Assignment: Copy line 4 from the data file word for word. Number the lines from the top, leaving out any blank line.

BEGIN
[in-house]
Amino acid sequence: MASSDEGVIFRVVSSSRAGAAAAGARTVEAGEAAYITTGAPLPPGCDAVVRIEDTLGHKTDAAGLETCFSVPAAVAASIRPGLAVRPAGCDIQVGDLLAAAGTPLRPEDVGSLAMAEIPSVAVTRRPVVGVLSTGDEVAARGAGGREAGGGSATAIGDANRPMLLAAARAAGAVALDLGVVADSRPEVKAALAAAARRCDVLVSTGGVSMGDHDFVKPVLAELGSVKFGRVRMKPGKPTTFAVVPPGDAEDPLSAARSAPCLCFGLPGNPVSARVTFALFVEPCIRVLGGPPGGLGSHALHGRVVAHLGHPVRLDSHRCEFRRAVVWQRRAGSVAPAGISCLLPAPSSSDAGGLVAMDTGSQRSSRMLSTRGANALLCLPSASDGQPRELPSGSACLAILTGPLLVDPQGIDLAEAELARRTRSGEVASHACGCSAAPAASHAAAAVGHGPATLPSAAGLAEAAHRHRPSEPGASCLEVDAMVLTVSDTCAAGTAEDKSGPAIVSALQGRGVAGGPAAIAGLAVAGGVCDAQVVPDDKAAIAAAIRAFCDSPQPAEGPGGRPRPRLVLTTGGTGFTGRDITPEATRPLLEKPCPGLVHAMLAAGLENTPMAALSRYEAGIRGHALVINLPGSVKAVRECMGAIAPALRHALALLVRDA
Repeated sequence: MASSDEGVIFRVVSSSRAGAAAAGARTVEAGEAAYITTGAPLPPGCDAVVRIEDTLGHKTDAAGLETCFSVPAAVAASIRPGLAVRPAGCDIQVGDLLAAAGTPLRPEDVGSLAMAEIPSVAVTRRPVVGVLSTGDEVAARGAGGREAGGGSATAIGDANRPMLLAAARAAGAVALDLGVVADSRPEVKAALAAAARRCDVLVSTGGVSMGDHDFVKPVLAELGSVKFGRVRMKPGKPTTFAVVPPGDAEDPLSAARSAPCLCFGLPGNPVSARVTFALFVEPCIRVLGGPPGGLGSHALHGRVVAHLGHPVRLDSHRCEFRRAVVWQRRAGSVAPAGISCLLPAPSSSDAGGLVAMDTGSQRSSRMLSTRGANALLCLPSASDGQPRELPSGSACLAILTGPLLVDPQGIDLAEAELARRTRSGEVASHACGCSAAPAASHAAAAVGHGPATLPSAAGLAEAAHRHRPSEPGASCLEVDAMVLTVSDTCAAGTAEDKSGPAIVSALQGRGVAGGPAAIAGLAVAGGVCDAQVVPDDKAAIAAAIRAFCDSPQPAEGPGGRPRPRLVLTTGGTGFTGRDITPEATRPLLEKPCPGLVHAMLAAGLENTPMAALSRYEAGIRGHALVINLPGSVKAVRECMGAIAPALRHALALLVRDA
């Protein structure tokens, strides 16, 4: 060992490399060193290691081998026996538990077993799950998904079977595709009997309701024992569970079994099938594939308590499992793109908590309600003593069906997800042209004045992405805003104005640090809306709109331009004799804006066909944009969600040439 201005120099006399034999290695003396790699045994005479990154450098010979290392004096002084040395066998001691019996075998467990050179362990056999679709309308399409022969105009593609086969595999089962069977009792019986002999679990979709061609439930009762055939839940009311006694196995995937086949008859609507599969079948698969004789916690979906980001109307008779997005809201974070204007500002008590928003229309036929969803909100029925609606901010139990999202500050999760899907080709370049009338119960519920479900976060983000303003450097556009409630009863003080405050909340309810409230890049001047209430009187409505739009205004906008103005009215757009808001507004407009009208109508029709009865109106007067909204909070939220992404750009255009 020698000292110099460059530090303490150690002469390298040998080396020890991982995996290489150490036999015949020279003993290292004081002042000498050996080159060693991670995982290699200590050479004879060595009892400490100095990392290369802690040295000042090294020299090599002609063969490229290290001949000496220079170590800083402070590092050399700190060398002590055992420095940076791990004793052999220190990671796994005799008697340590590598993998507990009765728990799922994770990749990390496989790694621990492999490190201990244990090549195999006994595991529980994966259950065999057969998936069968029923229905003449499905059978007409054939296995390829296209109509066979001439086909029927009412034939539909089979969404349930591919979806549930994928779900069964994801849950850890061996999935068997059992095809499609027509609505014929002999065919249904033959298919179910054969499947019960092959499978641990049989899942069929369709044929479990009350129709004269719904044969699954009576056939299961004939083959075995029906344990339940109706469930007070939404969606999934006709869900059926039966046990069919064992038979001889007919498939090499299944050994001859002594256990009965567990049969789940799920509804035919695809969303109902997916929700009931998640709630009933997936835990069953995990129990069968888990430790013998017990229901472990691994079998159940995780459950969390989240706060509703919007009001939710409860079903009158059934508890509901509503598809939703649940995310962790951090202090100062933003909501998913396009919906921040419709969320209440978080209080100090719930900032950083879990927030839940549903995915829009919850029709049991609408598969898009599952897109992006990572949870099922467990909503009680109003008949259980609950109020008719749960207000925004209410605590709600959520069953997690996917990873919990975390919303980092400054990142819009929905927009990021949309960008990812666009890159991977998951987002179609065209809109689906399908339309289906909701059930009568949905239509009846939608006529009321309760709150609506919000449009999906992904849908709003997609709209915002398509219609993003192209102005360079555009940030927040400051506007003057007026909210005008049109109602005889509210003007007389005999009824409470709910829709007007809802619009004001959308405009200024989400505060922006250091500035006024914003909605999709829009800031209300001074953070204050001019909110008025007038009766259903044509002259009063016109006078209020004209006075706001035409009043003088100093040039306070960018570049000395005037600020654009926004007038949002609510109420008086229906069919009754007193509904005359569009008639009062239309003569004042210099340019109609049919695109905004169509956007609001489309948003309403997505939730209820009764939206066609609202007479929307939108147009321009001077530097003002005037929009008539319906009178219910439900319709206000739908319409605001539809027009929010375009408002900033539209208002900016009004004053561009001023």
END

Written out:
């Protein structure tokens, strides 16, 4: 060992490399060193290691081998026996538990077993799950998904079977595709009997309701024992569970079994099938594939308590499992793109908590309600003593069906997800042209004045992405805003104005640090809306709109331009004799804006066909944009969600040439 201005120099006399034999290695003396790699045994005479990154450098010979290392004096002084040395066998001691019996075998467990050179362990056999679709309308399409022969105009593609086969595999089962069977009792019986002999679990979709061609439930009762055939839940009311006694196995995937086949008859609507599969079948698969004789916690979906980001109307008779997005809201974070204007500002008590928003229309036929969803909100029925609606901010139990999202500050999760899907080709370049009338119960519920479900976060983000303003450097556009409630009863003080405050909340309810409230890049001047209430009187409505739009205004906008103005009215757009808001507004407009009208109508029709009865109106007067909204909070939220992404750009255009 020698000292110099460059530090303490150690002469390298040998080396020890991982995996290489150490036999015949020279003993290292004081002042000498050996080159060693991670995982290699200590050479004879060595009892400490100095990392290369802690040295000042090294020299090599002609063969490229290290001949000496220079170590800083402070590092050399700190060398002590055992420095940076791990004793052999220190990671796994005799008697340590590598993998507990009765728990799922994770990749990390496989790694621990492999490190201990244990090549195999006994595991529980994966259950065999057969998936069968029923229905003449499905059978007409054939296995390829296209109509066979001439086909029927009412034939539909089979969404349930591919979806549930994928779900069964994801849950850890061996999935068997059992095809499609027509609505014929002999065919249904033959298919179910054969499947019960092959499978641990049989899942069929369709044929479990009350129709004269719904044969699954009576056939299961004939083959075995029906344990339940109706469930007070939404969606999934006709869900059926039966046990069919064992038979001889007919498939090499299944050994001859002594256990009965567990049969789940799920509804035919695809969303109902997916929700009931998640709630009933997936835990069953995990129990069968888990430790013998017990229901472990691994079998159940995780459950969390989240706060509703919007009001939710409860079903009158059934508890509901509503598809939703649940995310962790951090202090100062933003909501998913396009919906921040419709969320209440978080209080100090719930900032950083879990927030839940549903995915829009919850029709049991609408598969898009599952897109992006990572949870099922467990909503009680109003008949259980609950109020008719749960207000925004209410605590709600959520069953997690996917990873919990975390919303980092400054990142819009929905927009990021949309960008990812666009890159991977998951987002179609065209809109689906399908339309289906909701059930009568949905239509009846939608006529009321309760709150609506919000449009999906992904849908709003997609709209915002398509219609993003192209102005360079555009940030927040400051506007003057007026909210005008049109109602005889509210003007007389005999009824409470709910829709007007809802619009004001959308405009200024989400505060922006250091500035006024914003909605999709829009800031209300001074953070204050001019909110008025007038009766259903044509002259009063016109006078209020004209006075706001035409009043003088100093040039306070960018570049000395005037600020654009926004007038949002609510109420008086229906069919009754007193509904005359569009008639009062239309003569004042210099340019109609049919695109905004169509956007609001489309948003309403997505939730209820009764939206066609609202007479929307939108147009321009001077530097003002005037929009008539319906009178219910439900319709206000739908319409605001539809027009929010375009408002900033539209208002900016009004004053561009001023």